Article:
The Land Rover auto brand is just as significant to the British as Jeep is to American drivers, due in most part to the importance of the premium Range Rover lineup.
Born in 1970 to complement the smaller Series II Land Rovers, the original Range Rover was decidedly more utilitarian when compared to today’s ultra-luxurious models. The first three and five-door models featured a Buick V-8 engine or a turbo-diesel four with production running for an incredible 25 years before the second-generation Range Rover debuted in 1994 as a more upscale product.
By 2002, the third-generation Range Rover’s transformation from functional farm truck to high-end SUV was complete. Then owned by BMW, the staid British truck was instantly more powerful, more opulently endowed inside — including the electronics, while retaining the erstwhile off-road capabilities first developed for this full-time four-wheel-drive truck.
Today, the fourth-generation Range Rover (as well as Land Rover overall) is owned by Tata Motors from India. Along with reviving Jaguar, Tata will soon use motors developed internally instead of purchased from rivals, restoring more British-pride to this storied marquee.
This generation of the Range Rover is far and away the top-selling version, which reflects the improvements seen throughout the multi-vehicle lineup, as well as the industry’s overall success with premium SUVs. The current Range Rover features four different powerplants: a 2.0-liter four with hybrid technology, a 3.0-liter turbodiesel six, a supercharged V-6, plus the supercharged 5.0-liter V-8 sampled, a Ford-based engine.
The Range Rover lineup includes a compact Evoque model, a midsized Sport, as well as a Velar model that is the closest thing to a crossover in the Land Rover lineup. Land Rover dealers also offer two Discovery models, while the long-awaited return of the Defender model is expected later this year.
Land Rover has also announced that the brand will soon feature its first in-line six-cylinder engine, a 3.0-liter motor with supercharging and a 48-volt mild hybrid system.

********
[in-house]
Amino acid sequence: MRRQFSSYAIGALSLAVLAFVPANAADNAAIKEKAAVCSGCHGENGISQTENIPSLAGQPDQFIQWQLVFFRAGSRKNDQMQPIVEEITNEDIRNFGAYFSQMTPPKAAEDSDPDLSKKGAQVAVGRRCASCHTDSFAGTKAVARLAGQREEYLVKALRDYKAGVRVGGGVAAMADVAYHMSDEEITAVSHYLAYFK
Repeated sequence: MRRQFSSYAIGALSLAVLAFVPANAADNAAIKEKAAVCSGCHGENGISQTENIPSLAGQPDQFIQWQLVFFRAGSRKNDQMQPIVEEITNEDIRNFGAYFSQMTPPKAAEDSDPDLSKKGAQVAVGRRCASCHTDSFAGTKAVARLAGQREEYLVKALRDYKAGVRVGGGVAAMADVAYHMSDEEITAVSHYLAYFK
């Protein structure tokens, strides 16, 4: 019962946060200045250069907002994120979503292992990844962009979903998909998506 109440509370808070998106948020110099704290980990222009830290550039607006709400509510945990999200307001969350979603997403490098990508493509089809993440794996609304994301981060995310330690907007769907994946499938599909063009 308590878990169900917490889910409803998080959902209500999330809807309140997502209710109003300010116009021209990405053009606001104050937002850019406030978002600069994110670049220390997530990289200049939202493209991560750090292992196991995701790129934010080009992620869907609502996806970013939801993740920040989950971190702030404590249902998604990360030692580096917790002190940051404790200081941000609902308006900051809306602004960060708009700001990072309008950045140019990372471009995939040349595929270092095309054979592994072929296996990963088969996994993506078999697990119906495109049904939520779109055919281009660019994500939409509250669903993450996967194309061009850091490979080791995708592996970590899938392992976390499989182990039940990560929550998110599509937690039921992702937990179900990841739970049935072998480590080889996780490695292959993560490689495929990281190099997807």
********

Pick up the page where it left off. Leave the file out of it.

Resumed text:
Central to the Rover’s appeal — beyond its ingrained off-road performance — is the wide spectrum of features and luxury appeal that the model attempts to cover with price points that start at $89,160 for base models all the way to the eye-watering sticker on our SV Autobiography series Dynamic model — $178,495.
One can jest about requesting Grey Poupon from fellow travelers, yet there is no denying that this level of model breadth encompasses every premium SUV from the Land Cruiser/Lexus LX570 ($84,315), Jeep Grand Cherokee Trackhawk ($86,900) and Mercedes GLE63 ($112,855) level all the way to the Bentley Betayga ($200,000), Maserati Levante Trofeo ($171,475) and the Lamborghini Urus ($200,000). All of these full-time AWD performance SUVs are lavishly equipped, extremely powerful and impressively fast five-passenger sport utility vehicles that can also venture off-road.
Using the supercharged 5.0-liter V-8 here, making 557 hp and 516 pound/feet of low-rev torque with EPA ratings of 14/19 mpg, the SV Autobiography produces serious forward thrust summoned by gentle tickles of the throttle. The eight-speed automatic can be manually manipulated, an act completely unnecessary, like the auto-leveling air suspension, the automatically closed doors, the self-adjusting headlights, the Rover experience is one of satisfying your driving needs, even the ones that you didn’t know that you had.
In two-tone paint, black roof over Firenza Red body, the SV also features a handsome blood-red leather interior that uses 14-way power seats featuring heated stone massage. These quilted and perforated semi-aniline bucket seats — powered front and rear — also have power cooling. There is gesture control for the power liftgate, still a split-panel affair with a small lower tailgate, as well as the power sunshade for the dual-panel sunroof. Four-zone climate, 10-inch touchscreen with navigation, Wi-Fi, driver condition monitoring and a plethora of driving aids are included.
The air suspension has multiple modes, including auto-lowering for improved ingress and egress, which complements the off-road terrain response system traction modes available for sand, mud and terrain challenges that you might tackle with the massive 22-inch wheels and active-locking rear differential. While it would be unnecessary abuse to take the SV Range Rover on the Rubicon Trail, Range Rover wants drivers to feel like they can conquer almost everything else, in pure luxury.
It has been 11 years since Tata Motors combined Land Rover with Jaguar, restoring increased production to the Solihull, England, production complex that the British believe is the new core to their long-abused auto industry. While GM and Ford don’t compete on this premium-vehicle stage, it is admirable that Tata (and Land Rover) are determined to fight with Volkswagen (owner of Audi, Porsche, Bentley and Lamborghini), Mercedes, BMW, FCA (owner of Maserati) for market share in this lucrative segment.
The pace of improvements and constant investment in Land Rover and Jaguar have demonstrated that Tata is in the game for the long run.